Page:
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Puma Pete Phoned Home

A Puma representative named Pete (I won't post his last name) from Boston phoned me this morning and asked me to take down the image I formerly had posted to my entry entitled "More on that Vodka Ad." Pete denied that the ad was an official Puma ad or that it was running in Maxim Brazil, and though I argued for fair used briefly (i.e. I mentioned that I felt showing the ad fell under fair use), he told me that their logo, which is trademarked, supercedes or rules out the possibility of fair use. Pete - if you're reading this and I've got something wrong in the transcription, let me know.

I really don't see the need to perpetuate a lie, and Pete told me the advertisement is not authentic, so I've removed the image. Pete said that the ads were creating negative publicity, and the lawyers wanted them taken down. I asked Pete to email me, for no real reason, and received this "official" response:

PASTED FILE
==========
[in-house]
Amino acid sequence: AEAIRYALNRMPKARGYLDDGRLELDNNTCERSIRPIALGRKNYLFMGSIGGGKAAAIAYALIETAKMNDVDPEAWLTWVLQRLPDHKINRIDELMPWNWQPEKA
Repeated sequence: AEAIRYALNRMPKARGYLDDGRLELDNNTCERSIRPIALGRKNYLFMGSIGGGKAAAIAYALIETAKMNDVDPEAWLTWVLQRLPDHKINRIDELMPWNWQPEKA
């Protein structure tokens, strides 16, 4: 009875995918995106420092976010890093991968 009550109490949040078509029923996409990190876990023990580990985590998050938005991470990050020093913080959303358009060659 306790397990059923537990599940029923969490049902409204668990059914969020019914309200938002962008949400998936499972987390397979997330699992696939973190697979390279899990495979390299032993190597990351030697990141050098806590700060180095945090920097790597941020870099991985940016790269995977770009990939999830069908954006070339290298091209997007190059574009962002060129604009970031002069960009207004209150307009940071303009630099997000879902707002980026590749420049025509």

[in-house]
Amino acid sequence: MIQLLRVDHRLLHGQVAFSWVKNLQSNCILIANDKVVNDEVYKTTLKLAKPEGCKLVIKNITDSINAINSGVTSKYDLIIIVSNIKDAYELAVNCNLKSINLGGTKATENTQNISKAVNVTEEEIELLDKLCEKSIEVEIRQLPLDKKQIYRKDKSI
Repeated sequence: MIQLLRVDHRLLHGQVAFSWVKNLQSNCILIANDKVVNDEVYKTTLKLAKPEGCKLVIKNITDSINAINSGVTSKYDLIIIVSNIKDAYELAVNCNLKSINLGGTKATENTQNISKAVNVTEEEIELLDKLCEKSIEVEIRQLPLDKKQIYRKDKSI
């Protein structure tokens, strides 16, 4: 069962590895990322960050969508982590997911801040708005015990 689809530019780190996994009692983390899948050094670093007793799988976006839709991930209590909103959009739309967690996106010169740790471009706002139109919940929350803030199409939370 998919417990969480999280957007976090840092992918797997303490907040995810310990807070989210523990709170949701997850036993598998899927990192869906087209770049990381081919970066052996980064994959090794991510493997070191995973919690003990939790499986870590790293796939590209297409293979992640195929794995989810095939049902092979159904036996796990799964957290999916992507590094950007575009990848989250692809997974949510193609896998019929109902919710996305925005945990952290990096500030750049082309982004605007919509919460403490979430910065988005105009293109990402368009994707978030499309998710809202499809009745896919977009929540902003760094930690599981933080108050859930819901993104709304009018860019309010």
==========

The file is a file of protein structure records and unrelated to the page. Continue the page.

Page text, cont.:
PUMA AG Statement regarding unauthorized "bad taste advertisement":

It has been brought to our attention that several unauthorized, sexually suggestive advertisements portraying the PUMA brand have been released over the Internet. We are appalled that images like these would be created and distributed under the PUMA name. As a brand, we seek to take a unique perspective toward our advertising in an effort to challenge the boundaries of our industry; however we would never consider using these tactics. We are in the process of researching the circumstances and reserve any legal steps available.

Fair enough. He was polite to call and was polite on the phone. Image removed.

2 Responses to "Puma Pete Phoned Home"

  1. Puma's ads are now mentioned at the Trademark Blog.

  2. Sex sells?... continued

    Like Erik, I recieved two calls and an email from Puma today. Here is the form letter they sent me. This is in reference to this post....